Avoid Distracted Driving with These Four Tips

Avoid Distracted Driving with These Four Tips

April is Distracted Driving Awareness month, hosted by the National Safety Council, which gives us an opportunity to evaluate our current driving habits and make changes. The awareness campaign was created to educate the public on the most common distractions and the risk they involve. We’ve rounded up our best tips to avoid distracted driving and have the safest driving experience.

1. Unplug

We all know phones are one of the largest distractions for drivers, but how big of a problem is it? While technology has provided us “hands-free” devices in cars, that doesn’t mean it’s your best option. In a recent AAA report, voice-activated devices still demand attention, therefore distracting the driver. As well, the Texas A&M Transportation Institute found that voice-to-text features on cell phones offer no safety advantages over manual texting. We often hear, “But it was just a quick text.” If you must take a call or text, your best option is to pull over and return safely to driving when completed.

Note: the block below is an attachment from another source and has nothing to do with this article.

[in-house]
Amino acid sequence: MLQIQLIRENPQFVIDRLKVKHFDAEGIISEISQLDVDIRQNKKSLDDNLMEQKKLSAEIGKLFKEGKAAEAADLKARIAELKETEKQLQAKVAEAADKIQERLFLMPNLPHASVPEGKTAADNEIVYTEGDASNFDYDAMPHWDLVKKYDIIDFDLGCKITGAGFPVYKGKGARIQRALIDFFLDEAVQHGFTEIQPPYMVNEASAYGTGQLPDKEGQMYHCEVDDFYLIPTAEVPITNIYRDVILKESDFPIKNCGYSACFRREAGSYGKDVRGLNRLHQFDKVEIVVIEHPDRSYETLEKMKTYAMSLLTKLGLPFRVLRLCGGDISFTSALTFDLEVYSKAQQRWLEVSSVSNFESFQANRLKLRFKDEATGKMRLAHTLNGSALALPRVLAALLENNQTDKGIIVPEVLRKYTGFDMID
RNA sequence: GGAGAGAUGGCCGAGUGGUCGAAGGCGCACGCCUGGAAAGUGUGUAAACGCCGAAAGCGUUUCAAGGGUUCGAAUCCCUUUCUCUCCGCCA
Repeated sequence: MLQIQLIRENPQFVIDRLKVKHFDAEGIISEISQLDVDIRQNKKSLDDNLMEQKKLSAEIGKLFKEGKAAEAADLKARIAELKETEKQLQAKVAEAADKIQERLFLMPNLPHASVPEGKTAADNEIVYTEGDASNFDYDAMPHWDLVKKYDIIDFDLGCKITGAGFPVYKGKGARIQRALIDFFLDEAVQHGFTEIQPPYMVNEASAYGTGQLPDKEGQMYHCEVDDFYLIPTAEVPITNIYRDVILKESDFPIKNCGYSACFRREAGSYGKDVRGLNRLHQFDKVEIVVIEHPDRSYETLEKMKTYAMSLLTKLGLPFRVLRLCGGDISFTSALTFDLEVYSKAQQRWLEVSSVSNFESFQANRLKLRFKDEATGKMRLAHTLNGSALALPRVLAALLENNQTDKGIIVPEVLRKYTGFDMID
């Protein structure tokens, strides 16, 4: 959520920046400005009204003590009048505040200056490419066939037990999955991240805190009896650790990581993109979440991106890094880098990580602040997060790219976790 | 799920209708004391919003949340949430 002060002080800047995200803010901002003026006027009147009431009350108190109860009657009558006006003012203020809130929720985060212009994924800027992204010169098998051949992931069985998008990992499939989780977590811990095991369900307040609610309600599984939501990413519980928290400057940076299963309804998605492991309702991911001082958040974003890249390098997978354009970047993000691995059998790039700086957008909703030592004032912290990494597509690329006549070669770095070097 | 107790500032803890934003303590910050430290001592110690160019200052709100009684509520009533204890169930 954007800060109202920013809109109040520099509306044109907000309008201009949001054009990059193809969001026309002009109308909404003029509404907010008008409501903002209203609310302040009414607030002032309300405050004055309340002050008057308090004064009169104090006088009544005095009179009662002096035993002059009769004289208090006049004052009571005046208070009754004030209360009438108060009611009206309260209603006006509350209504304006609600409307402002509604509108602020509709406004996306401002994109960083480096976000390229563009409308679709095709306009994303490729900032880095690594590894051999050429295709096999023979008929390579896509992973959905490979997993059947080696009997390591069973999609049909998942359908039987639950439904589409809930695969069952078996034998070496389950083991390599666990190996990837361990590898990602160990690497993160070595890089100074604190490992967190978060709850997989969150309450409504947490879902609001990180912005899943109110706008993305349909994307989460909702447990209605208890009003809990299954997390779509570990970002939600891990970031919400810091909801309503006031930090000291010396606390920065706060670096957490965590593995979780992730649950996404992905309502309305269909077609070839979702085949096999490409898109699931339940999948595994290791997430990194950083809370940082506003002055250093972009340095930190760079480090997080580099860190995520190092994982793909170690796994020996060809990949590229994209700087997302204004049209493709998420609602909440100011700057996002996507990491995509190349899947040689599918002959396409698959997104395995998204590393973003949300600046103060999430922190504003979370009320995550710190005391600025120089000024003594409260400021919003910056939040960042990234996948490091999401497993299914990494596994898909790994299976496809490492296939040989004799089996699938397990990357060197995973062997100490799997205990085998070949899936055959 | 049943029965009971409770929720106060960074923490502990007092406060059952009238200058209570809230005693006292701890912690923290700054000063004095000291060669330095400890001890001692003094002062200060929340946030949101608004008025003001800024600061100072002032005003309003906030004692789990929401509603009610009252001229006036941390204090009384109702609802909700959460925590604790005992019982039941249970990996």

2. Rest Up

Drowsy driving is never safe driving. In another study from AAA, drivers who missed more than one hour of sleep nearly doubled the risk for a vehicle crash. Furthermore, drivers who have slept less than five hours have a comparable crash risk to someone driving drunk. When driving long distances remember to travel during periods you are normally awake, schedule regular breaks or travel with a friend that you can take turns with.

3. Focus

Whether it’s phones, passengers, loose items, or the GPS, it’s easy to get distracted when driving. Make sure you prepare for your drive before starting the car. Make any adjustments to seats or mirrors, set GPS devices and climate controls, store all loose objects and make sure passengers are secured with seatbelts or appropriate car seats and restraints.

4. Educate

Take time to educate the younger drivers in your family. A National Highway Traffic Safety Administration report found that 20% of drivers between the age of 18-20 said texting doesn’t affect their driving abilities, but that same demographic also reported the highest level of phone-involved vehicle crashes. You can have a big impact on your teenagers driving experience. Household rules are often seen just as important as state laws.

If you or a loved one has been involved in a car accident recently, call Morris, Haynes today for a free consultation.

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